Figure 7 shows the average download time of the swarm with the maximum average download time (referred to as MAD time in this discussion). We observe that, even though the workload is the same, the relative performance of controllers is different compared to the experiment in the previous subsection. The MAD time achieved by PropSplit is twice as worse as other controllers that have relatively smaller differences between them. Both EqualSplit and CheatSheet achieve the lowest MAD time. BitTorrent incurs a higher MAD time in comparison to EqualSplit. The performance of Leveler varies with time because it changes the server bandwidth to each swarm periodically and struggles to converge to a steady bandwidth allocation as it shuffles bandwidth across 20 swarms. The reason (not visible in the figure) is that different swarms take different times to manifest the effect of the most recent change. Leveler sometimes “panics” and allocates more bandwidth to the currently worst swarms too quickly and at other times is too slow to move bandwidth away from swarms that could do without it. The fluctuating performance of Leveler reveals that it is nontrivial to design a robust dynamic controller.

Unpopular swarms, i.e., swarms with a small peer arrival rate, impact the MAD time significantly in this experiment. Unpopular swarms require higher bandwidth than popular swarms to achieve the same download time (Figure 2). Due to the Zipf popularity distribution, a majority of swarms for this workload are unpopular. PropSplit incurs the highest MAD times because it assigns the least bandwidth to the most unpopular swarm, which significantly increases the download time of that swarm. EqualSplit, unlike PropSplit, assigns equal bandwidth to all the swarms and hence has a much smaller MAD time. CheatSheet performs the same as EqualSplit because the unpopular swarms in the workload have nearly the same performance in both cases. Due to a large number of unpopular swarms, CheatSheet only assigns 5 KBps more bandwidth to each unpopular swarm than EqualSplit, which does not sufficiently impact the MAD times.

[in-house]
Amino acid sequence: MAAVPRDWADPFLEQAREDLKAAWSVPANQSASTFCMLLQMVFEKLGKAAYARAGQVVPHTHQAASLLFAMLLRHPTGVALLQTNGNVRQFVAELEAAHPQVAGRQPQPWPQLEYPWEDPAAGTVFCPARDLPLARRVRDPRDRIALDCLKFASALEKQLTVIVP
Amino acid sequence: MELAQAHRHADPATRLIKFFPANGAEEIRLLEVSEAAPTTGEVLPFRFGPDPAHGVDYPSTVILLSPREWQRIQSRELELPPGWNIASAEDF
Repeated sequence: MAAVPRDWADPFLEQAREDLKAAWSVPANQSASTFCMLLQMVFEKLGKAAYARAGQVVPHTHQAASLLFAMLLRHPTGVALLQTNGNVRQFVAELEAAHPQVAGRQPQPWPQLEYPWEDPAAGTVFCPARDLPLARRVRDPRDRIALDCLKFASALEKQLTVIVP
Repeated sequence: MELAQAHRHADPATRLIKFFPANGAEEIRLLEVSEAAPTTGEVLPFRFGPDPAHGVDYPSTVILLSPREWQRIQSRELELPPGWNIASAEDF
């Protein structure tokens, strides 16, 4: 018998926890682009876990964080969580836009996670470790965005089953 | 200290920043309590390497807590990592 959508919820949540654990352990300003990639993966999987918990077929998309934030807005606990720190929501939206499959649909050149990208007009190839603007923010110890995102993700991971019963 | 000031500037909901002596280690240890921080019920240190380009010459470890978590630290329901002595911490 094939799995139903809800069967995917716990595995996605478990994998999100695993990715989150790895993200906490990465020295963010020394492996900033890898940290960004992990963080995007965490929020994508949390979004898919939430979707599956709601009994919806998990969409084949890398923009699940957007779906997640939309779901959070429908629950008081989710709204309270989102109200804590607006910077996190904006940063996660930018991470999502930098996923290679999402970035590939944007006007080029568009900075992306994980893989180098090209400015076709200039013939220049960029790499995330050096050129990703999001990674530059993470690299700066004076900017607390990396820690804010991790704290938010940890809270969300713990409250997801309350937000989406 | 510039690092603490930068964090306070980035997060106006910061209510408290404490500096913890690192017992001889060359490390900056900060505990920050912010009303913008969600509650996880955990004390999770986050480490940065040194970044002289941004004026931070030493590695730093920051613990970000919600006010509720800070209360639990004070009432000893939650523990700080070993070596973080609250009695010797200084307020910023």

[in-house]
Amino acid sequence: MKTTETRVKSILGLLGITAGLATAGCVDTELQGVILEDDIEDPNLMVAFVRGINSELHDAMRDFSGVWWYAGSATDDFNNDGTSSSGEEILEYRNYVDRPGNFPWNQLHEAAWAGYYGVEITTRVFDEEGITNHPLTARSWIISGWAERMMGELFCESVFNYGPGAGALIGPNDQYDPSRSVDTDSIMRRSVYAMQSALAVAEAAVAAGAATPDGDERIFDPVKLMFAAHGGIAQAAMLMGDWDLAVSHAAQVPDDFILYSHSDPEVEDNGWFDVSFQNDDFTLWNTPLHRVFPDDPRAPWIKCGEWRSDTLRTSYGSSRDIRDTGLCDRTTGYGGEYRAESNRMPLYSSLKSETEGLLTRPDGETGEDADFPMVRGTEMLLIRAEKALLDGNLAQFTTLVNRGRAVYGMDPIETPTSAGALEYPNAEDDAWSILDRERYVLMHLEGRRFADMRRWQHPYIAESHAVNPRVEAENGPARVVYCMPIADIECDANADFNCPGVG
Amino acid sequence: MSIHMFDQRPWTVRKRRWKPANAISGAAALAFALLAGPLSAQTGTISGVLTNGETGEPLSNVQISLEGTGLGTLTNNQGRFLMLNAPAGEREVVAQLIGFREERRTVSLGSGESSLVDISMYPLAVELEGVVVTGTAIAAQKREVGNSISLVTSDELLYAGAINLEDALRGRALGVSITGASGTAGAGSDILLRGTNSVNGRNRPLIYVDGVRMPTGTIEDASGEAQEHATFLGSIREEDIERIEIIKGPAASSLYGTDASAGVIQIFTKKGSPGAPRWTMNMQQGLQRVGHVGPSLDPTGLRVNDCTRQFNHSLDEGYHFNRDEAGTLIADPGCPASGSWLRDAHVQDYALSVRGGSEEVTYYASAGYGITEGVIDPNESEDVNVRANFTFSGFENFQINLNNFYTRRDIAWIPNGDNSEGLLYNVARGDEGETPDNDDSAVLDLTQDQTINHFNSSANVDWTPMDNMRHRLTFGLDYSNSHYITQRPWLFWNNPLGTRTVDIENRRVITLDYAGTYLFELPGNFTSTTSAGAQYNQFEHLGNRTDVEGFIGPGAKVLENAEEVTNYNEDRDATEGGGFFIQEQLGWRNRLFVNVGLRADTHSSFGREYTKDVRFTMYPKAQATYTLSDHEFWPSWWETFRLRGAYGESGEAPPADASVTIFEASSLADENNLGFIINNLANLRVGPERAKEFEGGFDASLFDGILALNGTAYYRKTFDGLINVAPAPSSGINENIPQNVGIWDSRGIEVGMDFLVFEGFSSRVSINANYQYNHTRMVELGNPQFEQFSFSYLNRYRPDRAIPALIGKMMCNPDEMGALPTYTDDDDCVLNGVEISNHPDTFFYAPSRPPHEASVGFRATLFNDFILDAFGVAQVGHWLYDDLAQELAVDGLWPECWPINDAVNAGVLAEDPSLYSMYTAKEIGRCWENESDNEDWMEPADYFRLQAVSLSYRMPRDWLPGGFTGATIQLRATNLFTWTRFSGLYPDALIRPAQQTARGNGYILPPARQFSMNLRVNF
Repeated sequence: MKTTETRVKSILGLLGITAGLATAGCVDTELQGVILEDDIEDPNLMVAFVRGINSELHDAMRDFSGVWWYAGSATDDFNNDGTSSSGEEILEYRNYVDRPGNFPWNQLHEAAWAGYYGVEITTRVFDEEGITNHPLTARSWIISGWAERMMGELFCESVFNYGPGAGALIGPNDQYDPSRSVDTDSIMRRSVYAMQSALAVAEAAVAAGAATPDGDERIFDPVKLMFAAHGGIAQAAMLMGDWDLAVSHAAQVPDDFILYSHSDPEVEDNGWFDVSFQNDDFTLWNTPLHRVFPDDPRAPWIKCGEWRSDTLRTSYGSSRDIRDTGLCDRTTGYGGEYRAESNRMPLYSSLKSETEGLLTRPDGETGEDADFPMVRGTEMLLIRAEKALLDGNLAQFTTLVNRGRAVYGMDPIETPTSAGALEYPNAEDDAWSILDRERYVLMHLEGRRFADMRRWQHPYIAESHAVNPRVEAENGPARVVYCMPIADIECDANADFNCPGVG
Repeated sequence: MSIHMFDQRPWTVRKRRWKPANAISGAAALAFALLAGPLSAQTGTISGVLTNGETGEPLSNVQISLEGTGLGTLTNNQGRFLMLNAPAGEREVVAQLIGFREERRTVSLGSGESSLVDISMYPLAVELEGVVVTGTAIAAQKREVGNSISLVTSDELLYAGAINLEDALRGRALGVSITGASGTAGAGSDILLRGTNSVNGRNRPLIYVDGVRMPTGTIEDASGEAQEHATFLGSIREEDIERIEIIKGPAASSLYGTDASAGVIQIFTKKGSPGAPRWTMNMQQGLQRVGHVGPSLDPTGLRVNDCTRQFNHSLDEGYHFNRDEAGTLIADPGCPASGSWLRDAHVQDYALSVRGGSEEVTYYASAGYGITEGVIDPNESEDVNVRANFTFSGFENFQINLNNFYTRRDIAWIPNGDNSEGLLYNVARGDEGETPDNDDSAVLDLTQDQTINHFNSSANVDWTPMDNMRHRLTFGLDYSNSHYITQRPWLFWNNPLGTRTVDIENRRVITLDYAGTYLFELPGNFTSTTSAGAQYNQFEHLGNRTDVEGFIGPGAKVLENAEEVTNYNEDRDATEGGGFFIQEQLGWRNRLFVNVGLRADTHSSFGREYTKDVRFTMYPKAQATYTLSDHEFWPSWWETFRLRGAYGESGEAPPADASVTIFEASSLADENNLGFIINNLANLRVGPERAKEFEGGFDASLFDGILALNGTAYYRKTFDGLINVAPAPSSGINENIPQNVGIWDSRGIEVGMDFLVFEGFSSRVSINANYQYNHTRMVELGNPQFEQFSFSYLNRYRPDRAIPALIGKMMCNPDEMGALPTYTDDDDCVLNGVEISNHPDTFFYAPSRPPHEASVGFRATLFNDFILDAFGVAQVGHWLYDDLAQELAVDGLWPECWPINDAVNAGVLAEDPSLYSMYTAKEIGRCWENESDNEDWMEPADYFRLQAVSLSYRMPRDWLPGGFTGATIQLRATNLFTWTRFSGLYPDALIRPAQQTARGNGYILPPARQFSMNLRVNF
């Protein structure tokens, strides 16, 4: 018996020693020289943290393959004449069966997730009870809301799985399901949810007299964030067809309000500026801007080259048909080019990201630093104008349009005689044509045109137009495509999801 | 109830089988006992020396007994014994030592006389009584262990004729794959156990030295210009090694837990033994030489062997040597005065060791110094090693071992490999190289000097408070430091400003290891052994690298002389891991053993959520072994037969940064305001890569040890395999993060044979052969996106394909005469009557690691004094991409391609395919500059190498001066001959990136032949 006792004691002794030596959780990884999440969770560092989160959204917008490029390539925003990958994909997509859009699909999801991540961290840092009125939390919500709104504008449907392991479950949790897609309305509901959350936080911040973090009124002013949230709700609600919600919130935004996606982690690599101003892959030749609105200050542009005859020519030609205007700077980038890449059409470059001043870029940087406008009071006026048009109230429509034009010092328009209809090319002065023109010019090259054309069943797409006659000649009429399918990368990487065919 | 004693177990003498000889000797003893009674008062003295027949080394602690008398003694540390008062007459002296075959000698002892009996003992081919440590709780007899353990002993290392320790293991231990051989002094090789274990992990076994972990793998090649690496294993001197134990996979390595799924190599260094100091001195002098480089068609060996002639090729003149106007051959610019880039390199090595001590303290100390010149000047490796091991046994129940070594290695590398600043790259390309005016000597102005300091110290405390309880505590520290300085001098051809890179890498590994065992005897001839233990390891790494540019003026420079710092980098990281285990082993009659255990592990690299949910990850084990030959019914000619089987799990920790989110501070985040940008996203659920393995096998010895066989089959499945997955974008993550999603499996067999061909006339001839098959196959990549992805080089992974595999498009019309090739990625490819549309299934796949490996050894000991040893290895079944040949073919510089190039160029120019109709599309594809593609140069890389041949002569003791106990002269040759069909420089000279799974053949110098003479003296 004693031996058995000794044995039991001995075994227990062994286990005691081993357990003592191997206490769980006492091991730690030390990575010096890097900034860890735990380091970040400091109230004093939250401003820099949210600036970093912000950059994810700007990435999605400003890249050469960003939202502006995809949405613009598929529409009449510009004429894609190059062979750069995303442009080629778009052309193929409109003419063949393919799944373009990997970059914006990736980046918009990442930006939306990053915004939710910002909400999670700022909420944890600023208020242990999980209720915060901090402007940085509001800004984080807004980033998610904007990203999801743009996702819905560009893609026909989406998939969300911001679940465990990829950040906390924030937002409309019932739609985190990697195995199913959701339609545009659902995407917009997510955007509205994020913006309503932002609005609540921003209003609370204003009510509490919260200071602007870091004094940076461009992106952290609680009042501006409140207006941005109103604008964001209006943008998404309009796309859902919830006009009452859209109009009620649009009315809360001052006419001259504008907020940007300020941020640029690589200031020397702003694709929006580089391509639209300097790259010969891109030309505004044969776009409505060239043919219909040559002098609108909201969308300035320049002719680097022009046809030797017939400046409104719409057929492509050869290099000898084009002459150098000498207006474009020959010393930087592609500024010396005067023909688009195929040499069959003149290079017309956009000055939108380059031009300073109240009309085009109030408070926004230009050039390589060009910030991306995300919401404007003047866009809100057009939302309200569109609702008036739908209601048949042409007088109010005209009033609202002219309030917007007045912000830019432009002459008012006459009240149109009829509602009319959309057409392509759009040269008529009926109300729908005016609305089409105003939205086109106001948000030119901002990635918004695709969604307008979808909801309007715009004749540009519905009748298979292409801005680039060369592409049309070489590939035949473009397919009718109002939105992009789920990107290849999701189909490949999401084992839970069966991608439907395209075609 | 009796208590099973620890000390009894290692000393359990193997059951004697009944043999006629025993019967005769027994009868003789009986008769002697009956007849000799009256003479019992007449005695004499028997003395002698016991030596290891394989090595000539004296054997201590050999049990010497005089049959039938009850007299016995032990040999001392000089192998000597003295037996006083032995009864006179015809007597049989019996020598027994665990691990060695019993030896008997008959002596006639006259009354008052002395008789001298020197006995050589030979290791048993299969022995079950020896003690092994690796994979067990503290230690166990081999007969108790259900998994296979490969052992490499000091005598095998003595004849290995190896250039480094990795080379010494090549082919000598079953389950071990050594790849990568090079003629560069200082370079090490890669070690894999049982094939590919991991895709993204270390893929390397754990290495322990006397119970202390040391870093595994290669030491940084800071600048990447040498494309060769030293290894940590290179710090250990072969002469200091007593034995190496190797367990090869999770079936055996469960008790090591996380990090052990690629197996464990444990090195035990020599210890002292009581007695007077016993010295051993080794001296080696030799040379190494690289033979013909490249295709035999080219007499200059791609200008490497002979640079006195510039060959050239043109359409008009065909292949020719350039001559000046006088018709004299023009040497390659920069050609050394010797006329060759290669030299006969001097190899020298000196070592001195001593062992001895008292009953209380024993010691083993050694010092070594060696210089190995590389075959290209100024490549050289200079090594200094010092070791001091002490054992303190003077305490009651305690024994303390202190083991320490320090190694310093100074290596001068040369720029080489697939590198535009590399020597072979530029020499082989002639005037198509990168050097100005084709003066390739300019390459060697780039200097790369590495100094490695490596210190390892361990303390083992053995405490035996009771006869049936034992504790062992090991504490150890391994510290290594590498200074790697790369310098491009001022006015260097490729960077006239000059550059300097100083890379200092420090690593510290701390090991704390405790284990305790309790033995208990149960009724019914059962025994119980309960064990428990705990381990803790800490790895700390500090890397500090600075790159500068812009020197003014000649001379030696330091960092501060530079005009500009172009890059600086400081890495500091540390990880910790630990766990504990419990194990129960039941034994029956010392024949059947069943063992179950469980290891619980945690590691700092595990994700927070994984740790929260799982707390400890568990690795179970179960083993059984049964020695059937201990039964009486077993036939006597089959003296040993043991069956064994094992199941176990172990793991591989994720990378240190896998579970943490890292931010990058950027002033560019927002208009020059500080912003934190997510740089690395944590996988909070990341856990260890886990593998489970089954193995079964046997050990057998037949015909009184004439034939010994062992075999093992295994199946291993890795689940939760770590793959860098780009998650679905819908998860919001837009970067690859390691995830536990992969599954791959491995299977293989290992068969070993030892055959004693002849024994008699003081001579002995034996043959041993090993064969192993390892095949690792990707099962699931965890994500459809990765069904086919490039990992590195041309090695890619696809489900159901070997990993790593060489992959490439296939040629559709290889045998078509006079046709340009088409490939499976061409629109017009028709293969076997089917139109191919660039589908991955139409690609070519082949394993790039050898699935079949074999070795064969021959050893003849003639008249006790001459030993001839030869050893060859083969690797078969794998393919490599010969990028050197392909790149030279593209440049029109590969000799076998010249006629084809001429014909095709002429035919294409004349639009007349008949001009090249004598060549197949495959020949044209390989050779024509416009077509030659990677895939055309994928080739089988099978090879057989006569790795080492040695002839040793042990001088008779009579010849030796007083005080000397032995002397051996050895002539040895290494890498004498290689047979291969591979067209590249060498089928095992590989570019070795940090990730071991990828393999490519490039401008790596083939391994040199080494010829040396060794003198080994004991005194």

Does EqualSplit achieve the least MAD time for all workloads? The answer is no. On a workload dominated by popular swarms, EqualSplit results in 50% higher MAD time than CheatSheet (refer to tech report [18] for this experiment). This experiment illustrates that performance of static controllers such as EqualSplit can vary depending on the workload.